The Grand Budapest Hotel

Resident Motley film buff Kieran Doyle looks at Wed Anderson’s latest outing.

Wes Anderson’s eighth film, The Grand Budapest Hotel shows us the story of Ralph Fiennes’ M.Gustav, the charismatic concierge of the eponymous hotel. Through the eyes of various interpreters of the story, but mainly his newly employed lobby boy Zero Mustafa (Tony Revolori/ F. Murray Abraham), we follow the fearless Gustav as he inherits the renaissance pastiche Boy With Apple from a wealthy benefactor and former lover (Tilda Swinton) and his attempts to protect the artwork, his own life and that of his young charge from the nefarious scheming of the villainous Dimitri (Adrian Brody) and the psychopathic Joplin (Williem Defoe). The action takes in a prison escape, gerontophilia, a Hitchcock-inspired chase through a museum and an animated ski pursuit.

To describe this film as ‘quirky’ would be to do a disservice to the richness of atmosphere and setting that Anderson has created. More so than any of his other films, in which there is a clear delineation of the characters and the normal world which exists beyond them, in The Grand Budapest, the whole world has been fabricated to allow the uncanny and fantastic happenings of previous Anderson films to be experienced en-masse so that they come to be a part of the experience of the world, not apart from it. Anderson achieves this in a staggering variety of ways; commingling the two World Wars into a single fictional conflict which erupts in 1932; the setting in a familiar yet completely fictional historic central-European location and the utilisation of various film stocks across the times periods in which the film is variously set.

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To describe this film as ‘quirky’ would be to do a disservice to the richness of atmosphere and setting that Anderson has created.

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The aspect ratio changes according to the decade, a stylistic choice which may have been jarring in the wrong hands, but which is handled with finesse here, showing an acknowledgment that this is a film and is not trying to present anything other than a fiction. This is one of the more noticeable methods by which Anderson presents a gradual setup of artificiality which allows the director to later introduce elements of stop-motion animation, Giallo-inspired amputations and rear-projected car journeys without breaking far enough from the established world of the film as to be too distracting.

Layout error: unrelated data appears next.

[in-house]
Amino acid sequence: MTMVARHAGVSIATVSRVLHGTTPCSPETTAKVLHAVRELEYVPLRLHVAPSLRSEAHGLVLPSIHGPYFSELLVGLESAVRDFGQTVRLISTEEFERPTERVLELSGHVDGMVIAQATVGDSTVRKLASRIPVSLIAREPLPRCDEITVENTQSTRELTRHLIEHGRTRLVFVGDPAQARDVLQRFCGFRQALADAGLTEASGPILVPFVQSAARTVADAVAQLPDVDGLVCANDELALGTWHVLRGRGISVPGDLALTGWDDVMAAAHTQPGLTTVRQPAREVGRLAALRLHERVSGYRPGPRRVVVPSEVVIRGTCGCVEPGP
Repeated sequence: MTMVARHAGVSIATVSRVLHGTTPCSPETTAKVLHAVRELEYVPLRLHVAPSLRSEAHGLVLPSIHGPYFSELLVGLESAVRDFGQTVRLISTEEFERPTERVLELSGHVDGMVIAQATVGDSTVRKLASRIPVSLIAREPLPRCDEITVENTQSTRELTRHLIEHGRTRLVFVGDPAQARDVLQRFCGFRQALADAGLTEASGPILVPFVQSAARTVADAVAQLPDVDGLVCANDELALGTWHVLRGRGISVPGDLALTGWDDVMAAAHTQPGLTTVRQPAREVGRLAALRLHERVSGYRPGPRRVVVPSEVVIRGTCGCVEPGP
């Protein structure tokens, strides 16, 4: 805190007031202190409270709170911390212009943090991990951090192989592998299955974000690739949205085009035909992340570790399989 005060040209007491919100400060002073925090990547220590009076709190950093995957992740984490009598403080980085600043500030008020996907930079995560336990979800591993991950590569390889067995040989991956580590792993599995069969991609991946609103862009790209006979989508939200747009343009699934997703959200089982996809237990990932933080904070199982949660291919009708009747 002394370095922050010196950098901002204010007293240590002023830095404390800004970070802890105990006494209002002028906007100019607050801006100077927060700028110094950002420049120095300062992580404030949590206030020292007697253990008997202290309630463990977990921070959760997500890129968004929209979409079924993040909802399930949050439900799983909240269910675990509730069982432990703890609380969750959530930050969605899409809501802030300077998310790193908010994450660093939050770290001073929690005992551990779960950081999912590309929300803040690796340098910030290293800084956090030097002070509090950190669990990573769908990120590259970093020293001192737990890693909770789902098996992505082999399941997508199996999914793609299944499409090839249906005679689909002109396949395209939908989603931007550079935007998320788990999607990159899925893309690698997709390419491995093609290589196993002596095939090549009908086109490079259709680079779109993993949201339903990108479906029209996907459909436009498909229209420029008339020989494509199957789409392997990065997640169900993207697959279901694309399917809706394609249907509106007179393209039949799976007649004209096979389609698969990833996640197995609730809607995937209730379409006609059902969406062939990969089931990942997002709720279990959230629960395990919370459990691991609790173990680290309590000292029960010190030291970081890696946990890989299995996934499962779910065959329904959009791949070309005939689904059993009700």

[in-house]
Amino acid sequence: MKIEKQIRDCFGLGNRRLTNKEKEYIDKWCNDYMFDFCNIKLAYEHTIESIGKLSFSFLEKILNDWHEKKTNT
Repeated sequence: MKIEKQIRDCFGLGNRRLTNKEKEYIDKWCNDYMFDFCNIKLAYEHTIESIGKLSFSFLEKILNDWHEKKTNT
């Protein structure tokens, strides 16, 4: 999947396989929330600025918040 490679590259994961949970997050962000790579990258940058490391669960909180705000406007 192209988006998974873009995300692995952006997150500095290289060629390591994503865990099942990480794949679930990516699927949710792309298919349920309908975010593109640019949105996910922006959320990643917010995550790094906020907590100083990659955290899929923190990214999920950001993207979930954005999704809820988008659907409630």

Following this gradual build-up of cinematic artificiality for 90 minutes, Anderson uses the method which arguably defines his filmic output, bringing the real world crashing back into the foreground. I won’t spoil the scene, but the effect is startling – a hallmark of Anderson’s cinema is that he counterbalances the buffoonery and weirdness with an ever present underlining of characters’ neuroses and comical affectations with tragedy and trauma, sobering scenes are mobilised to bring an element of humanity to characters that have spent the film making fools of themselves. This affords a dimension of psychological density to these characters and prompts a re-evaluation of their actions. If you’re at all familiar with his work you’ll know what I’m talking about. In The Grand Budapest this method is employed with such gruesome immediacy that it serves to underpin a broader tragedy outside of those experienced by the film’s characters and instead reaches into the real world, recalling at once one of Fiennes’ most celebrated performances, only this time he’s on the other end of the cold muzzle of injustice.

These are some of the reasons I liked the film, but this is self-indulgent interpretation from an already established fan of the director. So, if you’re just looking for something funny, genuinely delightful and completely different from a lot of the other films you’re going to see this year, I’d still recommend this wholeheartedly.